What does the Afterlife look like for Unbelievers? – Greg Albrecht


I’ve been reading your site for a few days. I have read your beliefs that God does not punish anyone or turn away from them beyond letting them experience the natural consequences of their actions. In particular, you use the term “hell” to describe depravity and awful environments that humans cause on this earth by turning away from God. You reject the concept of hell as an afterlife of eternal torment for those who did not accept Jesus’ work before their death, and you assert that these unbelievers experience an “afterlife” in which they see God more clearly and still have the opportunity to turn and be welcomed into eternity with Him. My question is this: that post-death, pre-acceptance state is clearly not heaven, and clearly not this earth. Could you please explain your concept of what unbelievers experience after death while God is waiting to welcome them home?


Thank you for your question and comment. You ask a question for which, I believe, there is no definitive answer. No one has gone to heaven or hell and come back with a personal testimony (while some have claimed to do so, their stories are dubious, not authentic as I and many others would say). Further, the Bible provides very little in the way of details—or if it does, uses a variety of images that can’t be literalized. But, in my opinion, that has not stopped religion at large from making some dogmatic claims and statements, which are part of the problem.

You are of course correct—we all suffer the consequences of our actions. Yes, I believe that “hell” is just as operative a term in the present, an experience during our sojourn on this earth, as it is in the future. That does not mean that PTM does not believe in judgment—but again, there is a present and real judgment just as there will be one in the future. And yes, I absolutely reject eternal conscious torment as a reality or as a definition of hell. I see no way that the revelation of God in Christ allows for such a thing/place.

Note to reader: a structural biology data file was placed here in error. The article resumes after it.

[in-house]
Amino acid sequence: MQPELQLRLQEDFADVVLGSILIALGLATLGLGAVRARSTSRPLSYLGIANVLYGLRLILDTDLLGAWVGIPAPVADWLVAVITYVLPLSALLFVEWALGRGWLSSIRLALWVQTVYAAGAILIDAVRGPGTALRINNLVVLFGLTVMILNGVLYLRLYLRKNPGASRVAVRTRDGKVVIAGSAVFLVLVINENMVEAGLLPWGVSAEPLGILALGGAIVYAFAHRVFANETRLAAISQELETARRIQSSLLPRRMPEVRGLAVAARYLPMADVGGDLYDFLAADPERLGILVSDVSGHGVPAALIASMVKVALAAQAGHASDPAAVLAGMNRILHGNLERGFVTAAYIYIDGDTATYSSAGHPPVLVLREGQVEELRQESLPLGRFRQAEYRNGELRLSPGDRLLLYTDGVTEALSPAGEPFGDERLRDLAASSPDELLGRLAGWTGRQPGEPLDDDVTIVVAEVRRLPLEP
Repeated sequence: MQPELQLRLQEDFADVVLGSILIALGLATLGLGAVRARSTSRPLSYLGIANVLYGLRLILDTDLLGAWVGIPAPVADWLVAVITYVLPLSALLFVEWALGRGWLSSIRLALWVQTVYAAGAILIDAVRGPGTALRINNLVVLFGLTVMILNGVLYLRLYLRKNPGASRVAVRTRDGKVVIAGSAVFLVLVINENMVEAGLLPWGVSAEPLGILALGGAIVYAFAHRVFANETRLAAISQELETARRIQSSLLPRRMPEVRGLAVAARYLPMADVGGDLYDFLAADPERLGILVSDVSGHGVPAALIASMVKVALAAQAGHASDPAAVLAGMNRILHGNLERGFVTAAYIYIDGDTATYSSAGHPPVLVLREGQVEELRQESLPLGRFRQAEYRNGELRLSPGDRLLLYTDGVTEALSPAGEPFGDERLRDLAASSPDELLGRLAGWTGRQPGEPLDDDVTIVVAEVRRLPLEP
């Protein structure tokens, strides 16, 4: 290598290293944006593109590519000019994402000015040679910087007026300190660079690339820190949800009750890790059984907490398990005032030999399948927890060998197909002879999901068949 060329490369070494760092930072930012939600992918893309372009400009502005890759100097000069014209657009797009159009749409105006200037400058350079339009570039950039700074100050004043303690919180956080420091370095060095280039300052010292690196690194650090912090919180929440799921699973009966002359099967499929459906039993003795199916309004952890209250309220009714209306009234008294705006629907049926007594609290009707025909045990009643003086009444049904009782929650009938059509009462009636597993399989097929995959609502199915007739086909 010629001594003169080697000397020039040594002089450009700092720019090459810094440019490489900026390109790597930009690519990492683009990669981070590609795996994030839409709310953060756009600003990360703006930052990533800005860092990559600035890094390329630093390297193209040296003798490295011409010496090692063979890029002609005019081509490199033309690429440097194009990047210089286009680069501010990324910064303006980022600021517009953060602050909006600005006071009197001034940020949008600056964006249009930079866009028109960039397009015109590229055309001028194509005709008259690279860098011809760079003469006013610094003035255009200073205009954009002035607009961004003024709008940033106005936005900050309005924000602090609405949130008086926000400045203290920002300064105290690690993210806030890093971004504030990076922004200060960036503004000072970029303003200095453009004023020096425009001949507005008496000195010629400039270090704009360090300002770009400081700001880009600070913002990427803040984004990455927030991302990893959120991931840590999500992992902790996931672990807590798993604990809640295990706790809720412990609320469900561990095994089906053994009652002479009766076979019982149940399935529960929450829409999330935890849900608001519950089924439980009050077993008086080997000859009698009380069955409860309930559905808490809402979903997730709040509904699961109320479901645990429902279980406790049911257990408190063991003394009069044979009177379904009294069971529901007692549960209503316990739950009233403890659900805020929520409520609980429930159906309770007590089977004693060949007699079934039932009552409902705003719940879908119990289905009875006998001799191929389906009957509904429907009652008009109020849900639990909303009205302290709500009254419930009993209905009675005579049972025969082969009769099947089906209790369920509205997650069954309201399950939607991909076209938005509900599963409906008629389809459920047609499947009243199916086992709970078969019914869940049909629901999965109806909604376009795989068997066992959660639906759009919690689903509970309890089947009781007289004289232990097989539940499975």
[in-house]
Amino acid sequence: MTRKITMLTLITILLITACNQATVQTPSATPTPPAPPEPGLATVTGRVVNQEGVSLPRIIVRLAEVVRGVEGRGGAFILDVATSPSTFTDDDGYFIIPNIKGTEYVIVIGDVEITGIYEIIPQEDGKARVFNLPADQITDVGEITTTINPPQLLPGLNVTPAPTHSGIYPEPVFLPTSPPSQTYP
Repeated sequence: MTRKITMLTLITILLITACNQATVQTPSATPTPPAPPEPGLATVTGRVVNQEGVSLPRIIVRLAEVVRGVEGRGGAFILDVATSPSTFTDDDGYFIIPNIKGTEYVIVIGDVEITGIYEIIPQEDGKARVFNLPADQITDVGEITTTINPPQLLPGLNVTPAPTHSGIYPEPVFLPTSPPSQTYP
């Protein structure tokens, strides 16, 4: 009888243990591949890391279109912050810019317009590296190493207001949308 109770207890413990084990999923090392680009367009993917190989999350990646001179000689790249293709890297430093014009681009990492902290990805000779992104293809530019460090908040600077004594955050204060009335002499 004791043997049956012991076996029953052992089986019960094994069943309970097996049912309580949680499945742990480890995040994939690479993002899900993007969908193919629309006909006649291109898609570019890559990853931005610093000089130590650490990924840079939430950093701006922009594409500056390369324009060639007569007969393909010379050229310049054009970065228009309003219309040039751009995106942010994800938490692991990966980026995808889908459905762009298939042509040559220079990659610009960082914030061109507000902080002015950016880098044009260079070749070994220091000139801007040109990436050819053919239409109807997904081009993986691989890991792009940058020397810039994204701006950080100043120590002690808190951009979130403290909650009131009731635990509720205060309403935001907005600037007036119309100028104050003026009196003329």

Theologically, the time between the death of the body and the resurrection of the body—and the reuniting of the soul/spirit with the body is often termed “the intermediate state.” There is much speculation about this “time”—some believe that there is a purgatory of sorts for those who don’t quite “make it” into “heaven”—a time and place where “purging” (hence purgatory) prepares individuals for the purity and holiness of God’s kingdom they did not achieve on earth. 

Now if we’re talking about being cleansed and healed of everything in us that is not God’s love by the love of God, that’s one thing. But I find the typical punitive notions of purgatory indefensible in light of the New Testament, what the Cross of Christ means, what the grace of God means, and the message of the gospel at large. We do not “make it” or fail to do so on the basis of our works, now in this life, or in the intermediate state after the death of our body. 

Others see the damned as a state predestined by God and that no human who is predestined to be “lost” can do anything to change that reality—upon death they go to hell. I reject that view as without foundation, as I understand the nature of God and of the gospel of Jesus Christ.

Some say that “believers” must be actively involved in sharing the gospel so that people will not die before having a chance to accept Jesus. And if they do not “reach” them, then the folks they failed to “evangelize” will be lost for all eternity. I find this view inadequate as well, for it makes salvation—which is the gift of God—dependent on human efforts to “reach” people.  And, I would add, how effective have the efforts of people who believe such a thing been over the past 2000 years? Not so good, it would seem.

It seems best, then, to realize that there’s a lot about the afterlife that remains a mystery—things we don’t know absolutely. At the same time, we are convinced that God is love, he is fair, he is just and his will is that all will come to embrace his love and grace. So what does that mean, exactly? I don’t know. Some people condemn “postmortem” theology, that is, any thinking that allows for some way in which God may offer salvation to folks who never appreciated, understood or realized what the gospel was during their earthly life. I find their condemnation remarkably unChristlike. I believe God would reply to them, as he did in the parable of the workers in the vineyard, “Is your eye evil because I am generous? Don’t I have the right to be as generous as I wish?” 

If you have further questions on this or another topic, please let us know. Thanks for allowing PTM to be of service.

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